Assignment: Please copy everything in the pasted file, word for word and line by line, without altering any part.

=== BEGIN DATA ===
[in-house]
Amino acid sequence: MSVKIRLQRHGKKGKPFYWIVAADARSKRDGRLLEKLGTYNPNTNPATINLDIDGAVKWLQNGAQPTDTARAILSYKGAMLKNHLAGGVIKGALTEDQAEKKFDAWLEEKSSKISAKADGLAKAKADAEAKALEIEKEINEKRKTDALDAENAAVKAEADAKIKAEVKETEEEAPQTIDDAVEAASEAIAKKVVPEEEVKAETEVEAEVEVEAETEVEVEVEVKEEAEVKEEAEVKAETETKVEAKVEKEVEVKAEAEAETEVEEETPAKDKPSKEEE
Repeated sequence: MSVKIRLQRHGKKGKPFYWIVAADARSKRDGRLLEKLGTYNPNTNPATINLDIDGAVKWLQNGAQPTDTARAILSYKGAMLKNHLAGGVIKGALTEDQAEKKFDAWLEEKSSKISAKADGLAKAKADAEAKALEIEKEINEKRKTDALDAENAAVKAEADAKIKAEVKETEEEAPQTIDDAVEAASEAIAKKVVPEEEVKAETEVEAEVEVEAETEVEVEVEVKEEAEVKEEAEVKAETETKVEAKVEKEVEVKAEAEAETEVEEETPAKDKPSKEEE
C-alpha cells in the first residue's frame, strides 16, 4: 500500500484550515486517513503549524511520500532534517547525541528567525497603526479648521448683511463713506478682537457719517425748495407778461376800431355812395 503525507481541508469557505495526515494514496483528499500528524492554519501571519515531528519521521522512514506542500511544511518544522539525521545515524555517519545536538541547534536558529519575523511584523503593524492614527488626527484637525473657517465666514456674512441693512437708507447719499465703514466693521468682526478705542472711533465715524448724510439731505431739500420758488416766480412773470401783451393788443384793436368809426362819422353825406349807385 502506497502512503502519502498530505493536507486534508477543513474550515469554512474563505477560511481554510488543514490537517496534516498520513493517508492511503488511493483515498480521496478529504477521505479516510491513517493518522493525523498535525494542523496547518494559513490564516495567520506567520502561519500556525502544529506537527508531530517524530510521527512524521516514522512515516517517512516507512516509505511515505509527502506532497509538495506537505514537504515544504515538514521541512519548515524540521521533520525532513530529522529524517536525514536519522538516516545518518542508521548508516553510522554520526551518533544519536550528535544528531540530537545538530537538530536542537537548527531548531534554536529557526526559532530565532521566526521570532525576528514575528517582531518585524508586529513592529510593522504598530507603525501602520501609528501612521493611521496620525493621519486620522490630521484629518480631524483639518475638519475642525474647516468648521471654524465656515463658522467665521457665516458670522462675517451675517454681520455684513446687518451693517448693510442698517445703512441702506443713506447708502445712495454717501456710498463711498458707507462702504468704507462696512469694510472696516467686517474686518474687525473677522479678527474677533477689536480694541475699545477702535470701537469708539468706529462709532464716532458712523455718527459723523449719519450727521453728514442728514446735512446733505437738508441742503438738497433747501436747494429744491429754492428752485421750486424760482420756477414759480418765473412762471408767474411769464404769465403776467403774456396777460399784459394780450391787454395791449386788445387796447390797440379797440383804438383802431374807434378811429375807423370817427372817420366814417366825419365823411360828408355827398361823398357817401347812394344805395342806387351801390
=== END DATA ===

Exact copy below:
[in-house]
Amino acid sequence: MSVKIRLQRHGKKGKPFYWIVAADARSKRDGRLLEKLGTYNPNTNPATINLDIDGAVKWLQNGAQPTDTARAILSYKGAMLKNHLAGGVIKGALTEDQAEKKFDAWLEEKSSKISAKADGLAKAKADAEAKALEIEKEINEKRKTDALDAENAAVKAEADAKIKAEVKETEEEAPQTIDDAVEAASEAIAKKVVPEEEVKAETEVEAEVEVEAETEVEVEVEVKEEAEVKEEAEVKAETETKVEAKVEKEVEVKAEAEAETEVEEETPAKDKPSKEEE
Repeated sequence: MSVKIRLQRHGKKGKPFYWIVAADARSKRDGRLLEKLGTYNPNTNPATINLDIDGAVKWLQNGAQPTDTARAILSYKGAMLKNHLAGGVIKGALTEDQAEKKFDAWLEEKSSKISAKADGLAKAKADAEAKALEIEKEINEKRKTDALDAENAAVKAEADAKIKAEVKETEEEAPQTIDDAVEAASEAIAKKVVPEEEVKAETEVEAEVEVEAETEVEVEVEVKEEAEVKEEAEVKAETETKVEAKVEKEVEVKAEAEAETEVEEETPAKDKPSKEEE
C-alpha cells in the first residue's frame, strides 16, 4: 500500500484550515486517513503549524511520500532534517547525541528567525497603526479648521448683511463713506478682537457719517425748495407778461376800431355812395 503525507481541508469557505495526515494514496483528499500528524492554519501571519515531528519521521522512514506542500511544511518544522539525521545515524555517519545536538541547534536558529519575523511584523503593524492614527488626527484637525473657517465666514456674512441693512437708507447719499465703514466693521468682526478705542472711533465715524448724510439731505431739500420758488416766480412773470401783451393788443384793436368809426362819422353825406349807385 502506497502512503502519502498530505493536507486534508477543513474550515469554512474563505477560511481554510488543514490537517496534516498520513493517508492511503488511493483515498480521496478529504477521505479516510491513517493518522493525523498535525494542523496547518494559513490564516495567520506567520502561519500556525502544529506537527508531530517524530510521527512524521516514522512515516517517512516507512516509505511515505509527502506532497509538495506537505514537504515544504515538514521541512519548515524540521521533520525532513530529522529524517536525514536519522538516516545518518542508521548508516553510522554520526551518533544519536550528535544528531540530537545538530537538530536542537537548527531548531534554536529557526526559532530565532521566526521570532525576528514575528517582531518585524508586529513592529510593522504598530507603525501602520501609528501612521493611521496620525493621519486620522490630521484629518480631524483639518475638519475642525474647516468648521471654524465656515463658522467665521457665516458670522462675517451675517454681520455684513446687518451693517448693510442698517445703512441702506443713506447708502445712495454717501456710498463711498458707507462702504468704507462696512469694510472696516467686517474686518474687525473677522479678527474677533477689536480694541475699545477702535470701537469708539468706529462709532464716532458712523455718527459723523449719519450727521453728514442728514446735512446733505437738508441742503438738497433747501436747494429744491429754492428752485421750486424760482420756477414759480418765473412762471408767474411769464404769465403776467403774456396777460399784459394780450391787454395791449386788445387796447390797440379797440383804438383802431374807434378811429375807423370817427372817420366814417366825419365823411360828408355827398361823398357817401347812394344805395342806387351801390